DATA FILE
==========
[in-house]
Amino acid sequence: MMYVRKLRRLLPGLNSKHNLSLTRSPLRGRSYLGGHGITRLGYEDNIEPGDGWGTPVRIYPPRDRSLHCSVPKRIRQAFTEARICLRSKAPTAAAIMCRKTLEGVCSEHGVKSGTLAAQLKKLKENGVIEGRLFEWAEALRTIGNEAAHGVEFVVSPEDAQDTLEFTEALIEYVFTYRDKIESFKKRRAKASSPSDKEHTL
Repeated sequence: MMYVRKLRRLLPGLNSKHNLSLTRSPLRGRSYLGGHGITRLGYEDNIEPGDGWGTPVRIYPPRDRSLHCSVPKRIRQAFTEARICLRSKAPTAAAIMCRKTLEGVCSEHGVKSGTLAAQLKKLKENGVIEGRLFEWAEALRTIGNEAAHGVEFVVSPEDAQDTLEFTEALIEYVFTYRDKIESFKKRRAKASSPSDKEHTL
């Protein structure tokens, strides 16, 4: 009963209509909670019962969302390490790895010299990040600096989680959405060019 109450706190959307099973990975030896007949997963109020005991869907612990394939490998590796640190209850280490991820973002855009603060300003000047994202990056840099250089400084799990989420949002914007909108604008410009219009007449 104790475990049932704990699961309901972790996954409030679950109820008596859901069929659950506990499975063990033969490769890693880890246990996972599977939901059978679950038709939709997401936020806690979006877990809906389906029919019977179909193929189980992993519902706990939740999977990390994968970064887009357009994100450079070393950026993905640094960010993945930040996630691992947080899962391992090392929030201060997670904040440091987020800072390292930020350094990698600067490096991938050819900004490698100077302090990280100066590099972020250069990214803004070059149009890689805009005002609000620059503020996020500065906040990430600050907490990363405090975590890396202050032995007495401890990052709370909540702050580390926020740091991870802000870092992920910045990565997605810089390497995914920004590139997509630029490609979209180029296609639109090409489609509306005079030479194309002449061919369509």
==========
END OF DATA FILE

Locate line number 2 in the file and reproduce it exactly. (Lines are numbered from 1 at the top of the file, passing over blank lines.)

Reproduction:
Amino acid sequence: MMYVRKLRRLLPGLNSKHNLSLTRSPLRGRSYLGGHGITRLGYEDNIEPGDGWGTPVRIYPPRDRSLHCSVPKRIRQAFTEARICLRSKAPTAAAIMCRKTLEGVCSEHGVKSGTLAAQLKKLKENGVIEGRLFEWAEALRTIGNEAAHGVEFVVSPEDAQDTLEFTEALIEYVFTYRDKIESFKKRRAKASSPSDKEHTL